The woman who inspires Brenda Houston’s American Heart Association work was her best friend – her mom.
“When I was 21, I lost my mom to a massive heart attack,” said Houston, an executive director and senior vice president in the AHA’s Great Rivers affiliate. “Losing my mom fueled my conviction to rally people around the mission to end heart disease.”
Houston will be honored this month with the Earl B. Beagle award, the AHA’s highest staff award. She’s known for her tireless work for the mission, bringing in millions of dollars in 23 years.
Her mother, Sherrie Baker, was a Weight Watchers master leader who helped others achieve a healthy lifestyle for more than two decades, but she did have some risk factors for heart disease. She was a smoker – born in the 1930s and influenced by smoking’s glamorous image – and was also postmenopausal and on a hormone replacement patch.
“Back then, women didn’t know the implications of being on hormone replacement and smoking, let alone the fact that heart disease was their No. 1 health threat,” Houston said.
The night before her heart attack on July 21, 1991, Sherrie had symptoms of indigestion and fatigue. Her husband, Jerry, awoke to her gurgling sounds and called 911, but the first responder was a sheriff’s vehicle that wasn’t equipped with an automated external defibrillator.
“Through extraordinary means they brought her back in the ambulance, but she was in a coma for eight weeks before she passed away – never regaining consciousness,” Houston said.
Although she can’t rewrite the story of her mom’s death, Houston’s work helps other families celebrate a different ending.
“The education and awareness that the AHA has brought to heart disease in women is critical,” she said. “We’re saving more lives because of the Go Red for Women movement.”
All first responders in Ohio now have AEDs, thanks to legislation the AHA helped to get passed. And in Ohio and in 37 other states, graduating high school students must learn CPR.
Houston’s dad, now 83, also has heart problems. But he’s benefited from medical advances that have occurred since Sherrie’s death. He’s had two stents implanted as well as a defibrillator.
“Those are significant reasons that contribute to my passion for the mission,” Houston said. “I see firsthand how funds raised can have an impact on our lifesaving work.”
In her community of Columbus, Ohio, sharp disparities in the care people receive are also part of Houston’s passion. For example, there’s a 20-year difference in life expectancy between neighboring ZIP codes in Franklin County. With Houston’s leadership, the local AHA tackled blood pressure control, partnering with the Franklin County Health Department. Together, they worked with barbershops, the YMCA and others to reach underserved communities.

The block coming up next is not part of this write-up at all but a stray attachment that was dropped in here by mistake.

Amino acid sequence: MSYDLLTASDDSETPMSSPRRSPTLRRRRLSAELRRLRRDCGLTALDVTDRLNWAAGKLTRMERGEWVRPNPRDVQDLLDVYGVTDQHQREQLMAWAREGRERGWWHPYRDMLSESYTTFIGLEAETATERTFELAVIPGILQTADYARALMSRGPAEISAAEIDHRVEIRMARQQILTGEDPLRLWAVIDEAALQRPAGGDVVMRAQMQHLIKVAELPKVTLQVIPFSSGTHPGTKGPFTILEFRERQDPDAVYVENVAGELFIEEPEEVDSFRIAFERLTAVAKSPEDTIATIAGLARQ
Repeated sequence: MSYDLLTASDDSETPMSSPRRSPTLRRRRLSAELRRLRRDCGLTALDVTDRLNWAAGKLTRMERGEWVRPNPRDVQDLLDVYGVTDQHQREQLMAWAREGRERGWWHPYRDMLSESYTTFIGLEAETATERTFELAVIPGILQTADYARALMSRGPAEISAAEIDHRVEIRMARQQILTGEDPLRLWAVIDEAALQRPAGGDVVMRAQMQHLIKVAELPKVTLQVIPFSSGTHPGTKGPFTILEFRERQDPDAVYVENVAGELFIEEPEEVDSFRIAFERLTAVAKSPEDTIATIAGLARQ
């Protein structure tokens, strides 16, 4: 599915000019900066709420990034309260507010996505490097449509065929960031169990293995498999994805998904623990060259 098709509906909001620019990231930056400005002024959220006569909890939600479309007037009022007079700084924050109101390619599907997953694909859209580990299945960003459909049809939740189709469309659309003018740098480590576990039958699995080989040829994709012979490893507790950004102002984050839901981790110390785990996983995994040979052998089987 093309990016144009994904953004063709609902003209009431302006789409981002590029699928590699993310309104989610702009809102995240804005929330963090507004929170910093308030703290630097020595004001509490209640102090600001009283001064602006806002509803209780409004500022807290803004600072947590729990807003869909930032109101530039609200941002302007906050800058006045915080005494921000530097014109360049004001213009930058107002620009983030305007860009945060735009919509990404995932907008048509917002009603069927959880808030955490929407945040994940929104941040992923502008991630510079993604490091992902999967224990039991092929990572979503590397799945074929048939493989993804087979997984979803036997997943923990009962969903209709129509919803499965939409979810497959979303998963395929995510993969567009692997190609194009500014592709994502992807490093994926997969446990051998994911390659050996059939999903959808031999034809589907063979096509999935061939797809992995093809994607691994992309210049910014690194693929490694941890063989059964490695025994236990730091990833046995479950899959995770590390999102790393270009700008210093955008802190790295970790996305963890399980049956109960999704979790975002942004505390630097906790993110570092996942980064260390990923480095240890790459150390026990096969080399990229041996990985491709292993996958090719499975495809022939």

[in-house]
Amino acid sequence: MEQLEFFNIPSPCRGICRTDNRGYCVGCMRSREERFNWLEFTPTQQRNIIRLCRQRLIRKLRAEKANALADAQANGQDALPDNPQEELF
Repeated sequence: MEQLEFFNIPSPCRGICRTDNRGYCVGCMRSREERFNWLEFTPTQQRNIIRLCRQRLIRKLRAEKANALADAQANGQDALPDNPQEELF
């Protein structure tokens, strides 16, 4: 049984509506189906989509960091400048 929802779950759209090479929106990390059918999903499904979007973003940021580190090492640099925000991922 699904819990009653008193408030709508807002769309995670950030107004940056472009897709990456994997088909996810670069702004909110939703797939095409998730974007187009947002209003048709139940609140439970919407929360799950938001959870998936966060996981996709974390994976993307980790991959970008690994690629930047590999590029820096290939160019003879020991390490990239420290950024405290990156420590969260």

They also enlisted help from food banks, health systems and insurance carriers. One significant win was coaxing a major insurance carrier to increase its blood pressure medication prescriptions from 30 to 90 days.
“Blood pressure is known as the silent killer because many people have no symptoms,” Houston said. The AHA annually participates in a local African American Men’s Wellness Walk, which educates more than 10,000 participants about high blood pressure risk factors.
In 2013, the AHA was instrumental in getting legislation passed that has saved countless lives in Ohio. Pulse oximetry is a test that predicts congenital heart defects in newborn babies by measuring oxygen levels with a toe or finger monitor. During the past several years, the AHA and other groups have lobbied to pass pulse ox legislation, with almost every state requiring the exam before babies leave the hospital.
“It’s a painless and inexpensive test,” Houston said. “Our AHA-funded science brought to life the fact that it could help detect congenital heart defects. Then our policy work helps make sure the test gets administered – and that’s priceless.”
Such wins reflect Houston’s unwavering desire to fight heart disease. And it even brings her comfort when she misses her mom.
“I miss being able to pick up the phone and talk to her – on good days and bad,” she said. “She taught me life is 10% what happens and 90% how you react, and I’ve carried that with me my whole career.”
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